Urakaze-class destroyer

Japanese destroyer Urakaze.jpg
Class overview
Name: Urakaze class
Builders: Yarrow Shipbuilders, Scotstoun, Scotland
Preceded by: Sakura class
Succeeded by: Kaba class
Built: 1913–17
In commission: 1917–45
Completed: 2
Lost: 2
General characteristics
Type: Destroyer
  • 907 long tons (922 t) normal,
  • 1,085 long tons (1,102 t) full load
  • 83.9 m (275 ft) pp,
  • 87.2 m (286 ft) overall
Beam: 8.4 m (28 ft)
Draught: 2.4 m (7.9 ft)
Installed power:
Propulsion: 2 shafts; 2 steam turbines
Speed: 30 knots (56 km/h; 35 mph)
Range: 1,800 nmi (3,300 km; 2,100 mi) at 15 knots (28 km/h; 17 mph)
Complement: 120

The Urakaze-class destroyers (浦風型駆逐艦, Urakazegata kuchikukan) were a class of two destroyers built for the Imperial Japanese Navy by Yarrow Shipbuilders of Scotland. These were the last Japanese destroyers ordered from overseas shipyards. While still under construction, one ship was transferred to Italy in 1916.


The failure of Japanese shipbuilders with the Umikaze-class destroyers left the Japanese navy without a large destroyer capable of extended blue ocean operations. The Parsons steam turbines of the Umikaze class were plagued with maintenance issues, as well as tremendous fuel consumption. The navy then returned to its previous mainstay for new technology and equipment, Yarrow shipyards in the United Kingdom, ordering two vessels to a new design in the 1911 fiscal budget.[1]

However, Yarrow, along with other British shipyards, had a large backlog of orders, and it was not until 1915 that the new vessels could be completed, and due to the outbreak of World War I, not until 1919 before Urakaze was turned over to Japan.


The Urakaze-class vessels made use of oil-fired Brown-Curtiss turbine engines, and had the distinction of being the first vessels built for Japan to be designed for use without coal. The initial design called for diesel engines, however, due to the outbreak of World War I, Yarrow could not obtain necessary gear components from Germany.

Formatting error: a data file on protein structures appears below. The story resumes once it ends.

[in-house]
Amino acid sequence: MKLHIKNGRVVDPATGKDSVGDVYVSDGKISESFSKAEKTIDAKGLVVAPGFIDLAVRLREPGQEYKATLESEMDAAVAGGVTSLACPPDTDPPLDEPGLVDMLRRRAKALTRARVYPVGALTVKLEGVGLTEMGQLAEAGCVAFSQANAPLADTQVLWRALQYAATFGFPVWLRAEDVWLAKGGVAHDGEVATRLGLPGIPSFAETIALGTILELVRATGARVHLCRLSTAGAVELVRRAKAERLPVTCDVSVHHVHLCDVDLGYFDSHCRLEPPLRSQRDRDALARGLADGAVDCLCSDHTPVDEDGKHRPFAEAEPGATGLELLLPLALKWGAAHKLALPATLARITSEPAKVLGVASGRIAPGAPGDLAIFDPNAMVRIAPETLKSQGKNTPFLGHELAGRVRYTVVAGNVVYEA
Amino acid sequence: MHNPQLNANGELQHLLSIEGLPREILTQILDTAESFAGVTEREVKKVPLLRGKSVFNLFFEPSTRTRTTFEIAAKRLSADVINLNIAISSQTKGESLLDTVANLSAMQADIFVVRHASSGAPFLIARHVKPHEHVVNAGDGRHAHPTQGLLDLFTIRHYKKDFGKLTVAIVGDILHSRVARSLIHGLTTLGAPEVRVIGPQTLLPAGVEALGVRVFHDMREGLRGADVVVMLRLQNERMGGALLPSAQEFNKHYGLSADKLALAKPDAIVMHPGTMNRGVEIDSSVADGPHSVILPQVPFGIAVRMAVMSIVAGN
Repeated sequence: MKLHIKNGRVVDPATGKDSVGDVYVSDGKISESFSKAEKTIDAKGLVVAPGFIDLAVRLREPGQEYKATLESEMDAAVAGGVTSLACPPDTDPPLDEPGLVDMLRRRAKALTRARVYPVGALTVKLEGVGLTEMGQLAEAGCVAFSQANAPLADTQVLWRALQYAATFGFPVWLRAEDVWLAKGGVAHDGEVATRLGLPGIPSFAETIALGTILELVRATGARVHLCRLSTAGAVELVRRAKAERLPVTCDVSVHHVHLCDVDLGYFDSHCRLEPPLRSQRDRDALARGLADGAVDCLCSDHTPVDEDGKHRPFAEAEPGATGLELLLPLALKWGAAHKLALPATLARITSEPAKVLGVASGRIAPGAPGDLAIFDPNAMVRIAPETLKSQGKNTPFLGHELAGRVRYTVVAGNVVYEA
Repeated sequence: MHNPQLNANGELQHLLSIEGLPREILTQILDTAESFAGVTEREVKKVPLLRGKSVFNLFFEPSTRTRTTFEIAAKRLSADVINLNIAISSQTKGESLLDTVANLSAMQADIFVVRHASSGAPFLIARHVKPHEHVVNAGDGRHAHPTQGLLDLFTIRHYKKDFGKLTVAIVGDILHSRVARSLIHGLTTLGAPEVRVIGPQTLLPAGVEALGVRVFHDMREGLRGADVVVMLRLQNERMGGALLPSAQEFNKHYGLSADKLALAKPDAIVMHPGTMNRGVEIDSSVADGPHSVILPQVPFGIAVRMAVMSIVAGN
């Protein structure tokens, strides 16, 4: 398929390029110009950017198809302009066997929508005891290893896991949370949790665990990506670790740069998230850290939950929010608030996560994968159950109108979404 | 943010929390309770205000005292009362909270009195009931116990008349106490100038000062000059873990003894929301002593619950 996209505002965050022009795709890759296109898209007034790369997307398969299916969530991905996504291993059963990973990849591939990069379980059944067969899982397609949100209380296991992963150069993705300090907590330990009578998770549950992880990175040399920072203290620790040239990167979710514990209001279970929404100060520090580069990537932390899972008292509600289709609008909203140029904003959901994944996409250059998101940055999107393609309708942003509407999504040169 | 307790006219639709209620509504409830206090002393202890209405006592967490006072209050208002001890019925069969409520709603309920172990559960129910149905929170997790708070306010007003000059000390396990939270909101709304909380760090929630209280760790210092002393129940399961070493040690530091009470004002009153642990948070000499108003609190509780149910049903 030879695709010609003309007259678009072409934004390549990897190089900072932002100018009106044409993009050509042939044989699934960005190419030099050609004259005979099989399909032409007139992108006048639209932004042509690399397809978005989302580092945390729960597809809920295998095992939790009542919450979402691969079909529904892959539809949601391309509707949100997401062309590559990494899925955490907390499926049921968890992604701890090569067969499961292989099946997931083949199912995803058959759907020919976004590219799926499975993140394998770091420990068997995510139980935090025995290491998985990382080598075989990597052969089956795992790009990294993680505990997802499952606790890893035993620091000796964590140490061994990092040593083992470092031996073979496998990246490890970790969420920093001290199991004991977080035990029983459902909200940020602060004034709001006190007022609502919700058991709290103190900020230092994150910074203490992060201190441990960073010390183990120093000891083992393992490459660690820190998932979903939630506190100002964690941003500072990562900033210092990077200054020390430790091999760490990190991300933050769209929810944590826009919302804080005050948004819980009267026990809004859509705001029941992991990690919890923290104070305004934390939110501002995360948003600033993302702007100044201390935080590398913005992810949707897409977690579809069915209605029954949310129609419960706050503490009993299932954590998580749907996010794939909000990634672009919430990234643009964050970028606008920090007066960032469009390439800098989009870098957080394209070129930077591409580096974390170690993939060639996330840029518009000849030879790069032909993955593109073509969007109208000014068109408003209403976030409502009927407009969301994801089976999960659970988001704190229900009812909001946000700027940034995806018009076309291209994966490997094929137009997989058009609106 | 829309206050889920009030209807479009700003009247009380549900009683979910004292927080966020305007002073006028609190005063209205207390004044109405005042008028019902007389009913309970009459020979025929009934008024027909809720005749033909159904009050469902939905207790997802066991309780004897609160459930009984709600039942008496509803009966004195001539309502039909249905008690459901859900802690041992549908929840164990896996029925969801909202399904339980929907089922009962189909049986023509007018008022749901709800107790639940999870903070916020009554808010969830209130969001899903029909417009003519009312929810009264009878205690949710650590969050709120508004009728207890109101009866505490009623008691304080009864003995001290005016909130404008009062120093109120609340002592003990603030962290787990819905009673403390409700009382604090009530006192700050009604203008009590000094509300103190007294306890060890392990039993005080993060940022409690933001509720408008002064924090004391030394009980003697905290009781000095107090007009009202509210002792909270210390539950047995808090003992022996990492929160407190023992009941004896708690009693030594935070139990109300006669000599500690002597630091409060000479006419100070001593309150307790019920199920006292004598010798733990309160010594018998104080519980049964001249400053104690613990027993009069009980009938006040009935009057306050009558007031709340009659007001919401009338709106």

Armament was slightly less than that of the Umikaze class, with a single QF 4.7 inch Gun Mk I – IV mounted on a small shelter forward and four QF 3 inch 12 pounder guns, two amidships, one of the stern, and one mounted on a tall pedestal just aft of the smokestacks.[2] The Urakaze class was also the first Japanese class of destroyers to use the 533-mm diameter torpedoes.[3]

Operational history

Urakaze was turned over to the Imperial Japanese Navy too late to see combat service in World War I. It was used for many years in patrols on the Yangzi River. It was retired in 1936, and used as a training vessel for the Yokosuka Special Naval Landing Forces. It was sunk in an air attack by United States Navy aircraft on 18 July 1945.

Due to a strong request from the British government, Kawakaze was sold by Japan prior to completion to the Regia Marina of Italy. Italy was one of the Allies of World War I, and faced a severe shortage of modern warships. Kawakaze was completed as Audace, and later modified into the controller of the radio-controlled target ship Italian cruiser San Marco, and saw considerable combat service in the Mediterranean. During World War II, the ship was captured by the German Kriegsmarine, and renamed TA20. The vessel was sunk during the Action of 1 November 1944 near Pag Island in the Adriatic Sea.[4]

List of Ships

Kanji Name Builder Laid down Launched Completed Fate
浦風 Urakaze
"Bay Wind"
Yarrow Shipbuilders, Scotland 1 October 1913 16 February 1915 14 October 1915 Retired 1 April 1936, re-designated "Escort vessel No.18", sunk 18 July 1945
江風 Kawakaze
"Inlet Wind"
Yarrow Shipbuilders, Scotland 1 October 1913 27 September 1915 23 December 1916 Sold to Italy 7 October 1915, renamed Audace. Captured by Germany 20 September 1943, renamed TA20, sunk 1 November 1944


  1. ^ Howarth, The Fighting Ships of the Rising Sun
  2. ^ Nishida, Imperial Japanese Navy
  3. ^ [1] Globalsecurity.org
  4. ^ O'Hara, Vincent P. (2004). The German fleet at war, 1939–1945. Annapolis, Maryland: Naval Institute Press. pp. 179–81. ISBN 9781591146513.


  • Evans, David (1979). Kaigun: Strategy, Tactics, and Technology in the Imperial Japanese Navy, 1887–1941. US Naval Institute Press. ISBN 0-87021-192-7.
  • Howarth, Stephen (1983). The Fighting Ships of the Rising Sun: The Drama of the Imperial Japanese Navy, 1895–1945. Atheneum. ISBN 0-689-11402-8.
  • Jentsura, Hansgeorg (1976). Warships of the Imperial Japanese Navy, 1869–1945. US Naval Institute Press. ISBN 0-87021-893-X.

External links

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